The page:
What NOW? Curating at warp speed for the Norton’s Art Basel show
By Tom Austin
Special to The Miami Herald
"In synch with an era in which Wikileaks is no doubt ready to spill the beans on the Easter Bunny, the Norton Museum of Art in West Palm Beach has mounted Now WHAT?, an exhibition about the notion of how information is manipulated, withheld and spread all over the darn place like some Johnny Appleseed version of Big Brother. The conceit of the show actually mirrors the flying-blind techniques of daily journalism, for which some put-upon grunt on Grub Street tries to make sense of an event — and gather a semblance of truth — in a few hours, with the hope of writing something coherent for the next day’s paper.
As with most news hounds, Norton curators Cheryl Brutvan and Charles Stainback ventured down to Art Basel Miami Beach, sniffed around a bit and then made a quick decision about the breaking curl of contemporary art. They toured the main fair at the Miami Beach Convention Center and such satellite exhibitions as Scope and NADA, choosing 39 art works by 21 artists. Then, 10 days after the close of Art Basel, they presented the results of their intellectual exploration. The Now WHAT? opening was attended by some of the artists from the show and also blew up a whole slew of art-world constructs. Straight from the top, art exhibitions are supposed to take months, even years, to put together. Unknown artists, the eternal interns of life, are meant to suffer for decades before they are included in a museum group show. Perhaps only death, or so the cliché goes, will reveal the dirty truth of an artist’s worth.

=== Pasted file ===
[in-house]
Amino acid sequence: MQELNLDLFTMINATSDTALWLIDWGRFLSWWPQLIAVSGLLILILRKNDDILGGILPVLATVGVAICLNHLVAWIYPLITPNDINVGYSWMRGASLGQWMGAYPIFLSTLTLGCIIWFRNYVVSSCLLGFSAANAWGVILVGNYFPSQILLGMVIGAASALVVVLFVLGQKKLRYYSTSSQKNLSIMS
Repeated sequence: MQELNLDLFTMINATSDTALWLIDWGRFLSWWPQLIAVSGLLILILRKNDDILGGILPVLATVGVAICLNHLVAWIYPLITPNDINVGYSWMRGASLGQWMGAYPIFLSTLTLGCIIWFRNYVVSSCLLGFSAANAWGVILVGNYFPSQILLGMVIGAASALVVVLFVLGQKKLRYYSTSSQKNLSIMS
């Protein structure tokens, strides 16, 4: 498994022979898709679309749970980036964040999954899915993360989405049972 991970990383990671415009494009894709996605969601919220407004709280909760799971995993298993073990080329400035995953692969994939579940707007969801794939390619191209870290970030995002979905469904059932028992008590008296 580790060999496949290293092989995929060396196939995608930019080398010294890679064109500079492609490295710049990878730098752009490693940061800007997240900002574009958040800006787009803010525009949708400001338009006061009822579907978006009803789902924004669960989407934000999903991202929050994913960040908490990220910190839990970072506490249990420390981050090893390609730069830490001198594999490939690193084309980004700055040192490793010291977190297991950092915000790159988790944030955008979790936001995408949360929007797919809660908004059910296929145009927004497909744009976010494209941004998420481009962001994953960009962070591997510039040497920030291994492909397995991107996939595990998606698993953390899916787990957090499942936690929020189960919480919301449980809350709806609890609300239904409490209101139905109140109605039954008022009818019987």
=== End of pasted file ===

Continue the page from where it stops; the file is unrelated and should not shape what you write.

The show committed a few missteps in its rush to make a pronouncement on contemporary art, but — given the time constraints — it’s definitely contemporary and not half bad.
Many of the pieces are drawn straight from the media, such as Kim Rugg’s 2010 work The Story is One Sign, which the curators found at Pulse. Within an obsessive, way-detailed paper piece, Rugg obscured the information conveyed in 30 copies of the same front page of The New York Times. Essentially, Rugg papered the copies over one another, with each front page revealing a fragment of information: a letter of the alphabet, a dollar sign, a number, a bar code. It’s a long way from the great movie of journalism, The Front Page and the subsequent His Girl Friday, but the truths are fairly constant, according to Brutvan, "We all read all these newspapers, but how much of what’s been reported is true, and, in the end, how much do we really know?"
Another piece — Allyson Strafella’s Inverted red catenary, 2010 — was also unearthed at Pulse: Strafella endlessly typed colons on red carbon paper to form a beautiful arc. On the-exchange-of-information front is Julian Montague’s 2010 Volumes from an another piece discovered at Pulse. It’s clever stuff, for which Montague has created faux covers for found books bearing such titles as Imagined Intellectual History of Animals, Architecture and Man,Managing Structural Bird Problems, Atlas of an Infestation, Ecologies of Decay and Wildlife Incursions into Modern Architecture: An Interdisciplinary Symposium, Part 3."